“It’s no big deal,” said Ambrose. “When a hurricane comes through, the road just kind of goes under. Sometimes the water connection goes, almost always the power goes, and then it’s back to kerosene lanterns. So we light our lanterns, strap stuff down, sit around, maybe cook a meal.” Instead, the real worry—the albatross that comes up in every conversation—is the steady sinking, and the associated feeling of abandonment by the rest of the country. That feeling is made more frustrating by the knowledge that the rest of the country needs the barrier island of Grand Isle to absorb storms' forces before they wreck the highly-developed coastlines.
It’s been lamented long and loud that our country is becoming homogenized—super-sized and yet at the same time blanded-down. (“We prefer to be stunned rather than overwhelmed,” the poet Jim Harrison wrote recently.) Some say that the American landscape—so altered, marginalized, neutered, and exploited—is no longer relevant in forming or even affecting the American character. Halpern himself writes sparingly but effectively of his own rootlessness, not so much as a response to any particular place, but simply as a cultural side effect of this country.
If it’s true, Halpern’s book shows what we’ve lost. “Despite the overwhelming drawbacks,” he writes, “home still held some transcendent value for these people, and I couldn’t help but feel moved by their will to hold fast … Home was not just a place but a way of life, a work in progress, something you built and rebuilt over the course of a lifetime, until at last, like the old-timers who went by geographic names—Francis of Middlebury or Jeremiah of Ipswich—home was simply who you were."
City: Urbanism and Its End
In 1966, Richard C. Lee, then mayor of New Haven, wrote a letter to Yale art historian Vincent Scully. Lee, who ran New Haven from 1954 to 1970, was the most charismatic and ambitious mayor in the city’s history—an aggressive exploiter of federal funds, a visionary bent on turning New Haven into a model city, and an energetic proponent of asphalt, grand building projects, and other hallmarks of the '60s version of urban renewal. But Scully had criticized the program, saying Lee overlooked the need for preservation of urban architecture and protection of the urban fabric.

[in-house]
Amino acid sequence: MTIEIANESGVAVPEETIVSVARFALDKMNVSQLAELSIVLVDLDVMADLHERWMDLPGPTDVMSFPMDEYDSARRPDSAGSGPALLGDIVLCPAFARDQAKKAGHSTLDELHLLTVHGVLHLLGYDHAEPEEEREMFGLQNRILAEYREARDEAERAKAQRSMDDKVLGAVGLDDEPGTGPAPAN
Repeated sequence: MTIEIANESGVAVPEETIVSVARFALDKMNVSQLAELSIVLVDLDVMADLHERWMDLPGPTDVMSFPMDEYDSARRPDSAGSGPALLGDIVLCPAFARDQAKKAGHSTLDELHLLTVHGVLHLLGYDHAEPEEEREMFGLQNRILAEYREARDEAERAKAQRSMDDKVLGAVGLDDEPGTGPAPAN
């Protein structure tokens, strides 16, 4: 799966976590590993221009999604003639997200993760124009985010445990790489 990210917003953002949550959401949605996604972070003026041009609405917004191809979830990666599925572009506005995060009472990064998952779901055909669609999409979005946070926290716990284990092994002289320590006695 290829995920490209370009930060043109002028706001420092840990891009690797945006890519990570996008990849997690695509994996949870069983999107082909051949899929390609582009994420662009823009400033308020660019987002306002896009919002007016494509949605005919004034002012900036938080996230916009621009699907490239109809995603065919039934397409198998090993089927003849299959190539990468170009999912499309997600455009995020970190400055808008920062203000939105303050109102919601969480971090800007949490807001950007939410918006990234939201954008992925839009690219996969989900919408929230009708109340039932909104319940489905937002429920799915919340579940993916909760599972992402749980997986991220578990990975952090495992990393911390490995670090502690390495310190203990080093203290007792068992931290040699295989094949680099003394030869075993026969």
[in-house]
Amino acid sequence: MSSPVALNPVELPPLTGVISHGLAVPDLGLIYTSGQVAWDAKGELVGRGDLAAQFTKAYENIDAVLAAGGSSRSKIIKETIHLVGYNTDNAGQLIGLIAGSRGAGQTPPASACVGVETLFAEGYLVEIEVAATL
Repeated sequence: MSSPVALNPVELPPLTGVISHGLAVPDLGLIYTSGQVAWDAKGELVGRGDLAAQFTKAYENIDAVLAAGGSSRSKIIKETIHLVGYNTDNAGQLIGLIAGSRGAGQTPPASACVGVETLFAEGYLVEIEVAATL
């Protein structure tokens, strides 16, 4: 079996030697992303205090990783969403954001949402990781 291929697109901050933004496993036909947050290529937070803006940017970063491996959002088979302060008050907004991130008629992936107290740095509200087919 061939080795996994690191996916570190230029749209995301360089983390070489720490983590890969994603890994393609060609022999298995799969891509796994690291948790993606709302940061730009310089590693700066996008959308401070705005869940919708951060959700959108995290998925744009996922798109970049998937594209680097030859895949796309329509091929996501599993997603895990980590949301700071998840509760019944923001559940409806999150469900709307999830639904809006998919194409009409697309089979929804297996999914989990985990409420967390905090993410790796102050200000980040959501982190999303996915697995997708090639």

“You know I have given my life to my city, and, indeed, most of my health,” Lee replied in the letter, recently unearthed by Douglas Rae and published in his new book, City: Urbanism and Its End. “New Haven was a mess when I became mayor on January 1, 1954—a rotten, stinking, decaying mess … Vince, for the life of me—and I say this in the kindest way I can—I cannot understand your constant posturing as a critic of New Haven, as a critic of redevelopment, and as a critic of Dick Lee (and I say this very sorrowfully).”
But by the time Lee left office, he was discouraged that his efforts at social engineering had not turned the city around. “If New Haven is a ‘model city,’” he often said, “God help America’s cities.”
City is a history of New Haven in the twentieth century, chronicling its rise as an industrial and manufacturing center and then its steady decline in the second half of the century, when market forces and the automobile—which led both to car-centered roadbuilding projects and to a flight to the suburbs—sucked out its vitality. It is a tale common to cities across America. Syracuse, Pittsburgh, Cleveland, Buffalo, Detroit, St. Louis, and others were all victimized by the rush to the suburbs and by federal programs such as urban renewal, which were supposed to help urban neighborhoods rather than destroy them. People who care about the survival of our cities will be drawn to the book.
Rae, 64, is a Yale professor of management and political science, but he does not write solely as an academic. He came to New Haven in 1967, and as a longtime resident of New Haven’s East Rock neighborhood, he treasures its small grocery stores and coffee shops—the kind of urban amenities Lee sometimes ignored. Rae has also experienced city government firsthand. From 1990 to 1991 he worked as chief administrative officer for New Haven mayor John Daniels, when the city was in horrendous financial condition. Struggling to cut the budget, Rae saw up close the limitations of governance and the decline of urbanism—and found his job stressful, to say the least, as he recounts in the book’s preface: “The work was better than any diet for my corpulent midsection. In the first six months of the job I lost 40 pounds, yet the city achieved only a modest reduction in spending.”
To put a human face on his history, Rae uses the story of 88-year-old Joseph Perfetto, who ran a typewriter and stationery store on Crown Street for seven decades but is going out of business when Rae visits. “Perfetto must close his shop not because of his advanced age, not because of his store’s decrepitude, and not because his building has lost some of its roof,” Rae writes. “Perfetto has to close his doors because the city in which his business was designed to operate is gone -- having disappeared little by little in fits and starts.”